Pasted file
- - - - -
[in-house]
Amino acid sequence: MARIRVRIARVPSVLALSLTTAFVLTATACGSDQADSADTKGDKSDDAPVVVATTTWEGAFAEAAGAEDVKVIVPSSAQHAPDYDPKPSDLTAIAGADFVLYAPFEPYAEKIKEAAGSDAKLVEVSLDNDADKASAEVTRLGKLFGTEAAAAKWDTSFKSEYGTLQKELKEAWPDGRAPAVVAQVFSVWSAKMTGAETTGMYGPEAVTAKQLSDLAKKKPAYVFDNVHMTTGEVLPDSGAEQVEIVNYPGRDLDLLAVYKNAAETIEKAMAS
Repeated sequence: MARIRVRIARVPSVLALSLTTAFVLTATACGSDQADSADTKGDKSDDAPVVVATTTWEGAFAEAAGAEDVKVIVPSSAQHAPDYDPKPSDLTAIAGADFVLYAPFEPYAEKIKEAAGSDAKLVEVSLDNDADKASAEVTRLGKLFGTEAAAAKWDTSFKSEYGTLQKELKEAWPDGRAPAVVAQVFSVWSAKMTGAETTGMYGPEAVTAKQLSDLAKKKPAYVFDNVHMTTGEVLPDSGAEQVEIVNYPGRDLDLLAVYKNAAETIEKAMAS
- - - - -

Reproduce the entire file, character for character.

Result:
[in-house]
Amino acid sequence: MARIRVRIARVPSVLALSLTTAFVLTATACGSDQADSADTKGDKSDDAPVVVATTTWEGAFAEAAGAEDVKVIVPSSAQHAPDYDPKPSDLTAIAGADFVLYAPFEPYAEKIKEAAGSDAKLVEVSLDNDADKASAEVTRLGKLFGTEAAAAKWDTSFKSEYGTLQKELKEAWPDGRAPAVVAQVFSVWSAKMTGAETTGMYGPEAVTAKQLSDLAKKKPAYVFDNVHMTTGEVLPDSGAEQVEIVNYPGRDLDLLAVYKNAAETIEKAMAS
Repeated sequence: MARIRVRIARVPSVLALSLTTAFVLTATACGSDQADSADTKGDKSDDAPVVVATTTWEGAFAEAAGAEDVKVIVPSSAQHAPDYDPKPSDLTAIAGADFVLYAPFEPYAEKIKEAAGSDAKLVEVSLDNDADKASAEVTRLGKLFGTEAAAAKWDTSFKSEYGTLQKELKEAWPDGRAPAVVAQVFSVWSAKMTGAETTGMYGPEAVTAKQLSDLAKKKPAYVFDNVHMTTGEVLPDSGAEQVEIVNYPGRDLDLLAVYKNAAETIEKAMAS